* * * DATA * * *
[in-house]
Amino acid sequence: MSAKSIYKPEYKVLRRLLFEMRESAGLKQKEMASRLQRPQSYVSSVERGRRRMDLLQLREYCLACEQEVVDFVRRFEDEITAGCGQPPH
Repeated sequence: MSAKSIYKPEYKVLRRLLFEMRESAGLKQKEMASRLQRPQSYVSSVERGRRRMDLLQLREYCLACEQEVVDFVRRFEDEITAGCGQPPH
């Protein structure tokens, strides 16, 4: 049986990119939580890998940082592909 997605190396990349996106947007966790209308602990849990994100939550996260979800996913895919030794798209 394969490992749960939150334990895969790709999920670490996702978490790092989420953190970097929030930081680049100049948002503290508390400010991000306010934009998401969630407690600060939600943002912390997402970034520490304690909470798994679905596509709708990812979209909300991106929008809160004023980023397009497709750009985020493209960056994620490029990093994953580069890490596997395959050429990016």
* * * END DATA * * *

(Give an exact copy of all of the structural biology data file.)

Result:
[in-house]
Amino acid sequence: MSAKSIYKPEYKVLRRLLFEMRESAGLKQKEMASRLQRPQSYVSSVERGRRRMDLLQLREYCLACEQEVVDFVRRFEDEITAGCGQPPH
Repeated sequence: MSAKSIYKPEYKVLRRLLFEMRESAGLKQKEMASRLQRPQSYVSSVERGRRRMDLLQLREYCLACEQEVVDFVRRFEDEITAGCGQPPH
């Protein structure tokens, strides 16, 4: 049986990119939580890998940082592909 997605190396990349996106947007966790209308602990849990994100939550996260979800996913895919030794798209 394969490992749960939150334990895969790709999920670490996702978490790092989420953190970097929030930081680049100049948002503290508390400010991000306010934009998401969630407690600060939600943002912390997402970034520490304690909470798994679905596509709708990812979209909300991106929008809160004023980023397009497709750009985020493209960056994620490029990093994953580069890490596997395959050429990016």